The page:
Vienna officials for 12 years have talked about building a sidewalk along a short section of Kingsley Street, S.W., and now momentum is building to do so.
Vienna Town Council members agreed April 11 to set a May 2 public hearing on the proposal, which would construct a sidewalk in front of nine properties between 106 and 124 Kingsley Road, S.W.
The Council’s agenda item requested approval of a $107,422 design contract with Whitman, Requardt & Associates LP for the initiative, but Council members argued that the public should have the chance to weigh in again on the project, given the long period since its initial proposal.
Town officials began discussing the potential sidewalk in 2010 and in 2012 the Council approved a design contract for it, which then was put in abeyance because of a funding shortage.
The Virginia Department of Transportation (VDOT) recently supplied the town with funds to update the project’s design to current standards, finalize those design plans and then build the sidewalk.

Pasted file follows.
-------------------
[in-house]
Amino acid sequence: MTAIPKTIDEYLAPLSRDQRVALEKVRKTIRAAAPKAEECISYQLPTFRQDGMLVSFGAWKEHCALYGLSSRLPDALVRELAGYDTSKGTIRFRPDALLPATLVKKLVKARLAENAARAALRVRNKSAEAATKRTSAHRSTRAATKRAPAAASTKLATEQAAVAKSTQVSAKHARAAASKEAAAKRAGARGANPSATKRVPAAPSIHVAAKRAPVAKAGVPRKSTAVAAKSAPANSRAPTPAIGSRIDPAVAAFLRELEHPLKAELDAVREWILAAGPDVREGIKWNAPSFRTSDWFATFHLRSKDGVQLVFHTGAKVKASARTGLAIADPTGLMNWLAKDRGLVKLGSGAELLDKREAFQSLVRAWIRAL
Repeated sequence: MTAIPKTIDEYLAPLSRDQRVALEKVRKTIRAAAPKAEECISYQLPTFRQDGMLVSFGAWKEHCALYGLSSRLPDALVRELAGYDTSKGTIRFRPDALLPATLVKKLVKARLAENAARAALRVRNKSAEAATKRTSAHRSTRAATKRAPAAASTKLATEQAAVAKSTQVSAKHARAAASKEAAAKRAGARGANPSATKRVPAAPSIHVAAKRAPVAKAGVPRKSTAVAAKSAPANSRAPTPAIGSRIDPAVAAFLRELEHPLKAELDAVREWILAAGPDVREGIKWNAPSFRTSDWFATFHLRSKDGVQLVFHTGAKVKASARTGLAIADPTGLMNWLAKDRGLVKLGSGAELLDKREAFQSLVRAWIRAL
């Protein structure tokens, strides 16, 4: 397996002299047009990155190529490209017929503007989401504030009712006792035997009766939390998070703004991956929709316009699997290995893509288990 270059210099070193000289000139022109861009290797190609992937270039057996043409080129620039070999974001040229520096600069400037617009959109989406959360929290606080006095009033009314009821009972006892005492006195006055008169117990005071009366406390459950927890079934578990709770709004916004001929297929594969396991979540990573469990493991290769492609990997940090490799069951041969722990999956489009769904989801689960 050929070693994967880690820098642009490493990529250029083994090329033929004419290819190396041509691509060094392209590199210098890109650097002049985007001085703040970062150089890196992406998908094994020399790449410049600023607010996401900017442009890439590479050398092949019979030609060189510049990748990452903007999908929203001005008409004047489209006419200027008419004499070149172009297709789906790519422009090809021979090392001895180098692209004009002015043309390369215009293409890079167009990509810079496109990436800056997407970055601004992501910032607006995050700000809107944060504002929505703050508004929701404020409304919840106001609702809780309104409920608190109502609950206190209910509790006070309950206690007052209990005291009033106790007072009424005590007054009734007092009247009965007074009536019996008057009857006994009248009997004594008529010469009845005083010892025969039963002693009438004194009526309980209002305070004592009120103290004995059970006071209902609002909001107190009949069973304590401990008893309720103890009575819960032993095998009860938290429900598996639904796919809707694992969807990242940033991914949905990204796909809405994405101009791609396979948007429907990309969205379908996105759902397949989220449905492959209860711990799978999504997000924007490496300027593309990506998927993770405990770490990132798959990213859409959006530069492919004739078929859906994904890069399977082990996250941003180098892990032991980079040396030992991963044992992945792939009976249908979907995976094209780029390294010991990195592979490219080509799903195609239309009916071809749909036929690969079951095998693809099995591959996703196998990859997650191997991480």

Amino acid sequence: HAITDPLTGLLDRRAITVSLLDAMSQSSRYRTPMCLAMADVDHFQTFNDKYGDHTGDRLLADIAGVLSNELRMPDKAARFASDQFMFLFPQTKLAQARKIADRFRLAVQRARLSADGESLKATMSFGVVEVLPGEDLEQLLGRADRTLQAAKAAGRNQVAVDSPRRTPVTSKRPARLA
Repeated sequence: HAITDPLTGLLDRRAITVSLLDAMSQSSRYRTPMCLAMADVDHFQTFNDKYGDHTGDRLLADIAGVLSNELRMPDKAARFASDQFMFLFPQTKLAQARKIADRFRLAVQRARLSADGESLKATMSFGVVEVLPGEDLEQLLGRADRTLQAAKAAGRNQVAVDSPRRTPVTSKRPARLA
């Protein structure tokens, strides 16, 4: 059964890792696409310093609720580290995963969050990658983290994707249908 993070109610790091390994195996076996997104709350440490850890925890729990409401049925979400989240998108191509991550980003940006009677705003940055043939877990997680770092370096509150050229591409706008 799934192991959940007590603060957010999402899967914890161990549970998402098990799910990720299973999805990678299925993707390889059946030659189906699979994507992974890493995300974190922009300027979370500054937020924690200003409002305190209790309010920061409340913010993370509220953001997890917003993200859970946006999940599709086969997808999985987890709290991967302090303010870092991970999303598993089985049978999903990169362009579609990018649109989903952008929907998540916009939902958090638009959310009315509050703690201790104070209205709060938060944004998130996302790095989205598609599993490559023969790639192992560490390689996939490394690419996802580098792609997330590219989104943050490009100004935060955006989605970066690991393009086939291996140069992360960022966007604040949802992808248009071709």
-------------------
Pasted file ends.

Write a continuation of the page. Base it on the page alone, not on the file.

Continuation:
The project is part of the town’s Walk to Vienna Metro Initiative, which seeks to fill in missing links of the town’s pedestrian and bicycle networks and help people access the Vienna Metrorail Station.
Council member Howard Springsteen expressed dissatisfaction with the short notice concerning the project’s revival. The initiative has “major challenges” that might be expensive to address, he said.
“I’m not happy with the way this has been handled,” Springsteen said. “This started in 2010 or ’12, disappeared and suddenly resurrected itself. It appeared on our radar screen last week. If this is so critical, why did we not try to fund this in our capital budget over the last 10 years?”
Some Council members doubted a town ranking that rated that part of Kingsley Road as the fourth-worst in Vienna for pedestrians. Kingsley Road has a sidewalk on one side and streets with no sidewalks should take precedence in the project queue over roadways with one, said Council member Ray Brill Jr.
But others, including Mayor Linda Colbert, said the need for improvements there was pressing.
“What’s unique about this project is its difficult terrain,” she said. “It’s one of top five most-sped-on streets. This part of town is very critical.”
The Council could decide on the project’s design contract after the May 2 public hearing or wait until the May 16 meeting before voting on it.